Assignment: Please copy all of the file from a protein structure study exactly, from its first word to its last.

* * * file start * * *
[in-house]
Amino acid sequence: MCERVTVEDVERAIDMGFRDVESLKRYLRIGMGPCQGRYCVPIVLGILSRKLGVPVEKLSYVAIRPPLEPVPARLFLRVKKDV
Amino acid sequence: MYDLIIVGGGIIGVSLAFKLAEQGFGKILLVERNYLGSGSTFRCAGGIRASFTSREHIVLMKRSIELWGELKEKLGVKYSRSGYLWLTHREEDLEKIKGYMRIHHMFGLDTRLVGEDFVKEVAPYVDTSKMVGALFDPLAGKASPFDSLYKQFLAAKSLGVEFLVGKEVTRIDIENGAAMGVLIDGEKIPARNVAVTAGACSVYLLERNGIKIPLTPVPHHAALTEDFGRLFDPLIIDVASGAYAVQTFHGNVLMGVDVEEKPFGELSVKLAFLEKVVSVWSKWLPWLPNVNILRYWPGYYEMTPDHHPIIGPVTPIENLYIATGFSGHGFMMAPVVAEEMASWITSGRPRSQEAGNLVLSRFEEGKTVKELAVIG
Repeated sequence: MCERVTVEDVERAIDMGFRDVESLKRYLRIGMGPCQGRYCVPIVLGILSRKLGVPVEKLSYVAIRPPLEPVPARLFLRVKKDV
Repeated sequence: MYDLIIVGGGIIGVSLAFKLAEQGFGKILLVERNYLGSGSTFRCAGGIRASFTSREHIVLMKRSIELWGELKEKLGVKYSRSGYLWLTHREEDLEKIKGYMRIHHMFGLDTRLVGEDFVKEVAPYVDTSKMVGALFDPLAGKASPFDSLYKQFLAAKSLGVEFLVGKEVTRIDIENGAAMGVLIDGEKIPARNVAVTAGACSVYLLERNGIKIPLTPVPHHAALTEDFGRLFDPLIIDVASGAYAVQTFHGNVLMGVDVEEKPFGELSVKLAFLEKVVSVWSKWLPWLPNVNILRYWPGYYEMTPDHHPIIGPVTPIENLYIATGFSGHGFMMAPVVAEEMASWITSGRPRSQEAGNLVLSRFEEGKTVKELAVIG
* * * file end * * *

[in-house]
Amino acid sequence: MCERVTVEDVERAIDMGFRDVESLKRYLRIGMGPCQGRYCVPIVLGILSRKLGVPVEKLSYVAIRPPLEPVPARLFLRVKKDV
Amino acid sequence: MYDLIIVGGGIIGVSLAFKLAEQGFGKILLVERNYLGSGSTFRCAGGIRASFTSREHIVLMKRSIELWGELKEKLGVKYSRSGYLWLTHREEDLEKIKGYMRIHHMFGLDTRLVGEDFVKEVAPYVDTSKMVGALFDPLAGKASPFDSLYKQFLAAKSLGVEFLVGKEVTRIDIENGAAMGVLIDGEKIPARNVAVTAGACSVYLLERNGIKIPLTPVPHHAALTEDFGRLFDPLIIDVASGAYAVQTFHGNVLMGVDVEEKPFGELSVKLAFLEKVVSVWSKWLPWLPNVNILRYWPGYYEMTPDHHPIIGPVTPIENLYIATGFSGHGFMMAPVVAEEMASWITSGRPRSQEAGNLVLSRFEEGKTVKELAVIG
Repeated sequence: MCERVTVEDVERAIDMGFRDVESLKRYLRIGMGPCQGRYCVPIVLGILSRKLGVPVEKLSYVAIRPPLEPVPARLFLRVKKDV
Repeated sequence: MYDLIIVGGGIIGVSLAFKLAEQGFGKILLVERNYLGSGSTFRCAGGIRASFTSREHIVLMKRSIELWGELKEKLGVKYSRSGYLWLTHREEDLEKIKGYMRIHHMFGLDTRLVGEDFVKEVAPYVDTSKMVGALFDPLAGKASPFDSLYKQFLAAKSLGVEFLVGKEVTRIDIENGAAMGVLIDGEKIPARNVAVTAGACSVYLLERNGIKIPLTPVPHHAALTEDFGRLFDPLIIDVASGAYAVQTFHGNVLMGVDVEEKPFGELSVKLAFLEKVVSVWSKWLPWLPNVNILRYWPGYYEMTPDHHPIIGPVTPIENLYIATGFSGHGFMMAPVVAEEMASWITSGRPRSQEAGNLVLSRFEEGKTVKELAVIG